If Mari Takada has her way, women in Japanese society will one day be free from judgment in choosing whether or not to marry, have children, or give birth outside wedlock.
In a society where marriage and motherhood traditionally go hand in hand, Takada is one of a number of Japanese "single mothers by choice" gaining media and public attention.
"At a time when women's lifestyles in Japan are becoming diverse and while support groups for single mothers exist, there is none specifically for single mothers by choice," said the 47-year-old Takada, representative of a group whose activities include operating the SMC (Single Mother by Choice) network.
In 2014, the Tokyo-based organization was formed to provide information and assistance to single mothers by choice like herself. Her daughter is now 10. The group provides information on issues such as prenatal care, and an opportunity for like-minded peers to mingle.
Those who seek their advice not only include women in their 30s worried about their biological clocks, but also those in their 20s, said Takada, who was in her mid-30s when she contemplated conceiving a baby and gave birth at 37.
While having her share of struggles as a single mother, she has never once regretted her decision to give birth, she says.
Drawing a distinction from divorced or widowed mothers raising children solo, Takada's group defines a single mother by choice as one who "chooses before pregnancy to give birth without getting married and raise the child on her own."
Takada said the public is becoming increasingly aware of people like her, partly thanks to media exposure and single mothers by choice taking a stand publicly.
But there are no government statistics to track how many fall under the category of "single mothers by choice," according to Toko Shirakawa, a well-known journalist on declining birthrates and guest professor of Sagami Women's University.
The closest relevant figures are out-of-wedlock births. According to the 2014 data from the Organization for Economic Cooperation and Development, the number of children born outside of marriage in Japan was around 2.3 percent.
This compares with around 40.2 percent in the United States, where there is a group named "Single Mothers by Choice," with around 30,000 members, and more than 50 percent for some European countries, such as Denmark and Sweden.
In the United States, aspiring single mothers by choice can find sperm donors, but in Japan, the situation is more difficult as there is no authorized sperm bank and third-party sperm donation is only allowed to married couples.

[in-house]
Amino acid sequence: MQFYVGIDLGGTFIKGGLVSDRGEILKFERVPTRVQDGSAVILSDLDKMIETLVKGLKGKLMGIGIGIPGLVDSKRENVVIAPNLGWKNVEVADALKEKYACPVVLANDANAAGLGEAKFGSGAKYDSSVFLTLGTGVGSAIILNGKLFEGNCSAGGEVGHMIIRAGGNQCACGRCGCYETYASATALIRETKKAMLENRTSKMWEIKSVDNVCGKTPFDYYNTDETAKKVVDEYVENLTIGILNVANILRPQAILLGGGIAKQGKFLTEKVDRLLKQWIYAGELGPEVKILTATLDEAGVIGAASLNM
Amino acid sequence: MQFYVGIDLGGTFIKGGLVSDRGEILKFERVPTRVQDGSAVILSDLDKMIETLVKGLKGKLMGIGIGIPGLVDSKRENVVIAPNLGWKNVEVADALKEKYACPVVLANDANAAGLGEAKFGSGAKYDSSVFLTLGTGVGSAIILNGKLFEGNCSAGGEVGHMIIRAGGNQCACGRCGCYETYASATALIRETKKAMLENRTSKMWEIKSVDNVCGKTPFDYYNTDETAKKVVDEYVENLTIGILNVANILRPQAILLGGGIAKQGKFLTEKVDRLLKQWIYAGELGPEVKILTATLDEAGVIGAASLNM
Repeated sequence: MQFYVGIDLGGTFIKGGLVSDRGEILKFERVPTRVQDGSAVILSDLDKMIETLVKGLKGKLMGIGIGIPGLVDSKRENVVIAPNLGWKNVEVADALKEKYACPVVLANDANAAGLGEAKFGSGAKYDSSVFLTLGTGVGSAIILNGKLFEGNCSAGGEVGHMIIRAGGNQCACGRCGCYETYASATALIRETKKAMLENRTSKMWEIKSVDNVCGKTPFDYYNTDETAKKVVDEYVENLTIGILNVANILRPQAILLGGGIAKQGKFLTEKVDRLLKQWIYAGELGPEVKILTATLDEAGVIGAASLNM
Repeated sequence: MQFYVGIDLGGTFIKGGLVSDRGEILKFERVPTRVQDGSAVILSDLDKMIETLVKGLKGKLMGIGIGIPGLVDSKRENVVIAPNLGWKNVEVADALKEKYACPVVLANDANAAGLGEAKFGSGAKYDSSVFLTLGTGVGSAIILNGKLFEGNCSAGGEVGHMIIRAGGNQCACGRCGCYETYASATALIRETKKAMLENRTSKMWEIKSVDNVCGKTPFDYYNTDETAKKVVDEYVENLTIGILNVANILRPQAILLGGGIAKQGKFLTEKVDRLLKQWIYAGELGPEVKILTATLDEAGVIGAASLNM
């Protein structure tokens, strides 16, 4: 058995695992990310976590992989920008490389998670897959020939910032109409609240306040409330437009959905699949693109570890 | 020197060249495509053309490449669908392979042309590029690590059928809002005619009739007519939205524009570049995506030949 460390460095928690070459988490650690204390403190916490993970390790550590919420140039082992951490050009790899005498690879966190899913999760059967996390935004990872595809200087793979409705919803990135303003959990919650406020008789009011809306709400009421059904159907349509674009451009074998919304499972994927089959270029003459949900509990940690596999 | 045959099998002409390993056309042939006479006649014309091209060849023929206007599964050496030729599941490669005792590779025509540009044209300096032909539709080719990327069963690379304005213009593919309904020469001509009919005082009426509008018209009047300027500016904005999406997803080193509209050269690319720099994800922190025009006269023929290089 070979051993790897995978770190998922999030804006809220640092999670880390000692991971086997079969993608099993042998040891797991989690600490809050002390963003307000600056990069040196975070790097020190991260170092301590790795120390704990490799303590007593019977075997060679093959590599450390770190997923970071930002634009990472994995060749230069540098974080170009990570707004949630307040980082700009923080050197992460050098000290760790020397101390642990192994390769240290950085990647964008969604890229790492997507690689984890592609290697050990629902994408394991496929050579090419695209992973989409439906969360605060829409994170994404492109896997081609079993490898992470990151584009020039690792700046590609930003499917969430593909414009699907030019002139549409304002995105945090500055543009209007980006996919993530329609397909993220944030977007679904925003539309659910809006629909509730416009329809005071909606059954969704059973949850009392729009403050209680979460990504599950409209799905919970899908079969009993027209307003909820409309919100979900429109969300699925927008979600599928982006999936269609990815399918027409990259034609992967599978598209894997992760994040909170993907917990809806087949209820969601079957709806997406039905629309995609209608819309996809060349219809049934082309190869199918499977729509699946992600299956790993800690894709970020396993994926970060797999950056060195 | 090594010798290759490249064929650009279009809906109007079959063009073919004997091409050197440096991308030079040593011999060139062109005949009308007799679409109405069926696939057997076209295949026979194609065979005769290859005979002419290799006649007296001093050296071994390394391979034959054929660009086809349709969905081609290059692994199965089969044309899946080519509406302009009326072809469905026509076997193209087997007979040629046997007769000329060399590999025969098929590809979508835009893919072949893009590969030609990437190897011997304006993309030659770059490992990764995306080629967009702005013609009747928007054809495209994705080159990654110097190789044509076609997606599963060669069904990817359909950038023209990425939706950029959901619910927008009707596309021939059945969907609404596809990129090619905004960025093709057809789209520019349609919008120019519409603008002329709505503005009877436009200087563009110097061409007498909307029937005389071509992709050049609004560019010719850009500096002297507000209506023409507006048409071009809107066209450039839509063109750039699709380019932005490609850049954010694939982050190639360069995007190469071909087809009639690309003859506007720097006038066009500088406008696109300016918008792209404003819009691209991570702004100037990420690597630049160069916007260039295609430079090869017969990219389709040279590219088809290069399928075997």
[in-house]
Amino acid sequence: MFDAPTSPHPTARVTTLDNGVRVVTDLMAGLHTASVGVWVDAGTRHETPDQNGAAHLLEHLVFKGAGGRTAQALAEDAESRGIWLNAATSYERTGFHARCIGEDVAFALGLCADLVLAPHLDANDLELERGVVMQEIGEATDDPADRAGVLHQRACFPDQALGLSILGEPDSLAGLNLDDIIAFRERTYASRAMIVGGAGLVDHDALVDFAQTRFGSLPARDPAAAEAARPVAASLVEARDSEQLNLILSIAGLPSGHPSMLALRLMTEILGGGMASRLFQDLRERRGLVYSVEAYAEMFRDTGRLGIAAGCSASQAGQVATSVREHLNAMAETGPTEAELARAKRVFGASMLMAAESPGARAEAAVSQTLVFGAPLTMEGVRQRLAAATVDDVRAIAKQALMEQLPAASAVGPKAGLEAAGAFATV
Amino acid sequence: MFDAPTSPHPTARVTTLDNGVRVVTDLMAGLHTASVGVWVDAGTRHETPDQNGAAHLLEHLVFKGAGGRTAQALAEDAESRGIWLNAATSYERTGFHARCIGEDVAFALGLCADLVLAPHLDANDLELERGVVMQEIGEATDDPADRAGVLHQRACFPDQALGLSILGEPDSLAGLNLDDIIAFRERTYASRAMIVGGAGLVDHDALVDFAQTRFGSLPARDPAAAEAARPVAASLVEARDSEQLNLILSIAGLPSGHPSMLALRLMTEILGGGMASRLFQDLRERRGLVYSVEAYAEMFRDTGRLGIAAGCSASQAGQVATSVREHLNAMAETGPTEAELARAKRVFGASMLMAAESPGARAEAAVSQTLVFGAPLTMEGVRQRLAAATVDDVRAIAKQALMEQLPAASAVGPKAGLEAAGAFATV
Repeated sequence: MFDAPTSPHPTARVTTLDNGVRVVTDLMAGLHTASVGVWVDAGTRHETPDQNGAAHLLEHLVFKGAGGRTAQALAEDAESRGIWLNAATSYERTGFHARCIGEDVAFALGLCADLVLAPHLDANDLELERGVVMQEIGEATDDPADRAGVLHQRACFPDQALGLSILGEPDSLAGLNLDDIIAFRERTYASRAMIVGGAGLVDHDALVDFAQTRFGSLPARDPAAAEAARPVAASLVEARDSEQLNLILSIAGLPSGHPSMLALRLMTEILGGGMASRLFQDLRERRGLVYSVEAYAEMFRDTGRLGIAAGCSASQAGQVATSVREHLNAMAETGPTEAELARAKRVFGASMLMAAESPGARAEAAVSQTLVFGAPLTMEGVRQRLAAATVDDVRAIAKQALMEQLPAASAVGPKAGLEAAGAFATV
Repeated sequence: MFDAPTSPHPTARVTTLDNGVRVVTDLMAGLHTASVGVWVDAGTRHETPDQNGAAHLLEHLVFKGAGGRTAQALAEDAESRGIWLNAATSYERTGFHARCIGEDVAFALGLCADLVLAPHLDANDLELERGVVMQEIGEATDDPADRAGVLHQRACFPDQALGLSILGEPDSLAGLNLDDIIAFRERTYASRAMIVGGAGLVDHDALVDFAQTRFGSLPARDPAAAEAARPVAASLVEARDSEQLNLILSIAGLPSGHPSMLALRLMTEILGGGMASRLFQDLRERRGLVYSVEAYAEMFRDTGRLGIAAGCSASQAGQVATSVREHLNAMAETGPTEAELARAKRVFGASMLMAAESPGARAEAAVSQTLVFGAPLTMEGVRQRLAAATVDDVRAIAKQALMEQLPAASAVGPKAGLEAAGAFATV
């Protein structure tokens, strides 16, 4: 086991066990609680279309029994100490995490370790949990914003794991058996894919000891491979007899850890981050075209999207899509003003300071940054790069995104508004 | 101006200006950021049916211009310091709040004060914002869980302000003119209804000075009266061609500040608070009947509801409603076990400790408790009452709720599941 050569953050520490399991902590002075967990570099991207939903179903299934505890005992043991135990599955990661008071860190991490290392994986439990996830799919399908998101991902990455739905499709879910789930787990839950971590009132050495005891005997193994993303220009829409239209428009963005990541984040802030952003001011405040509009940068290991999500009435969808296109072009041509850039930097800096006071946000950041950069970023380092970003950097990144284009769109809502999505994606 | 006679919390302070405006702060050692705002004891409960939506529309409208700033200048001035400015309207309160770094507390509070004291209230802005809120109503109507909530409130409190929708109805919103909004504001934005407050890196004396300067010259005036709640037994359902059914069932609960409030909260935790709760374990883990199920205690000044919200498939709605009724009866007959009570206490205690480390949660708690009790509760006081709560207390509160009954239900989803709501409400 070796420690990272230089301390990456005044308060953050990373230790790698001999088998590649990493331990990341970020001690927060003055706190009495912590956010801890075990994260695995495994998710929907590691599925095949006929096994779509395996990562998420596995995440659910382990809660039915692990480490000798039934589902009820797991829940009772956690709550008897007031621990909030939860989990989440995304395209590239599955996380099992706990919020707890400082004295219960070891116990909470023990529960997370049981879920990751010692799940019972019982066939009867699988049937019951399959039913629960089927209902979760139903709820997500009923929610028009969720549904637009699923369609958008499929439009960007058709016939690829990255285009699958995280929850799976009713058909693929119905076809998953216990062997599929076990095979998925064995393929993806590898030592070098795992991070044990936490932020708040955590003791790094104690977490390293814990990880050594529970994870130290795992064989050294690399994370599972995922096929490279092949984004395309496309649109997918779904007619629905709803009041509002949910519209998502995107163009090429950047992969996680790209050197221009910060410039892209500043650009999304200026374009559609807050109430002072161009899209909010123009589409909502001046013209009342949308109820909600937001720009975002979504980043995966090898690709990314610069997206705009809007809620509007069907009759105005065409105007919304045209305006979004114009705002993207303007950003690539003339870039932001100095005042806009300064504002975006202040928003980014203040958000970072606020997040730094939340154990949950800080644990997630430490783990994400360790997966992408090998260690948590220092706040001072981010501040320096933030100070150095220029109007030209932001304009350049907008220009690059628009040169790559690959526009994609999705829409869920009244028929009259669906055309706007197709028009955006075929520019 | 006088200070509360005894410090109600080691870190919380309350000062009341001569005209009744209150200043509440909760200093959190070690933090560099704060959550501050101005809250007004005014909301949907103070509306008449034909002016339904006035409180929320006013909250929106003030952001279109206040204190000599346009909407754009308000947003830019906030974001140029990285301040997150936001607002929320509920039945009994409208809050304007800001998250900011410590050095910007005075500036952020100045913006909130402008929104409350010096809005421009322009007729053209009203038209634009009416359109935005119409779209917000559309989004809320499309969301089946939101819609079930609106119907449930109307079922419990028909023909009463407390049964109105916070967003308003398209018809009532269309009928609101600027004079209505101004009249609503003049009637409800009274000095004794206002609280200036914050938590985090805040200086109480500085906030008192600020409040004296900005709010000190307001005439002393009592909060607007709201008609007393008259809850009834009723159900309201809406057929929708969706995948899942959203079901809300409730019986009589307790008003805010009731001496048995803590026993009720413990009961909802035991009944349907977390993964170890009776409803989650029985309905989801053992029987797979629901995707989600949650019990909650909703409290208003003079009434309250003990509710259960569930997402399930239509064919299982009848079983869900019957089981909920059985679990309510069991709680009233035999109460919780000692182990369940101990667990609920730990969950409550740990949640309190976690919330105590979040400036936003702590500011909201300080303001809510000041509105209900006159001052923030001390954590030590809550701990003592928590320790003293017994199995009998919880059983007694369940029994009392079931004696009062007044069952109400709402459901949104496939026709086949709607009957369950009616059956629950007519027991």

Hence, most of the single mothers by choice in Japan become pregnant with partners they are in a relationship with but with whom they choose not to marry, Takada said.
Based on the definition of Takada's group, Aya Okamoto, a 34-year-old doctor and financial planner, can be categorized as a single mom by choice with her second child. Once married, she divorced her husband for being uncooperative in fertility treatment.
She was not a single mom by choice the first time she gave birth. She became pregnant to a man she had been dating, but was surprised to learn that her partner, also a divorcee, did not want to marry. Devastated, she cried for days but eventually decided to keep the baby.
"It was not easy raising the child on my own but a child was what I wanted for so long," she said about her first child born in 2014.
She decided she wanted another child and two years later she gave birth with the same partner's help, but the second time around with the complete understanding that it was her choice.
Okamoto has been blogging about her struggles, but only fully revealed her identity last year to challenge the deeply entrenched view stemming from Japan's high economic growth period in the 1960s and 1970s that women are happiest if they get married, become housewives, bear two children and stay married for the rest of their lives.
The "notion (that motherhood goes with marriage) is extremely strong" still in Japan, regardless of whether marriage comes before or after a baby is born, Shirakawa said.
Shirakawa added that while Japanese people "do not particularly like unstable partnerships," some women see very high risks in marriage as they have to give up their careers due to childbirth or their husbands' job transfers.
Takada, too, said she knows it will "take time" for single mothers by choice to gain traction in Japan, but is hopeful that somewhere down the road, society can be more accepting.
But a bumpy road lies ahead as single mothers by choice struggle with financial difficulties, just like any other single parent, and legal inequalities on the welfare assistance they can get.
Both Takada and Okamoto are also aware of the public criticism. People view their decisions as selfish and express sympathy for children whom they view as being illegitimate.
But Okamoto said the criticism is based on a false assumption that children of single parents cannot be happy. This is especially true, she says, when compared with households with two parents who might be abusive or where domestic violence is involved.
"I can say I am 100 percent confident that ours is a happier family, compared to homes where the child has both parents but is abused, or where children see their fathers hit their mothers," she said.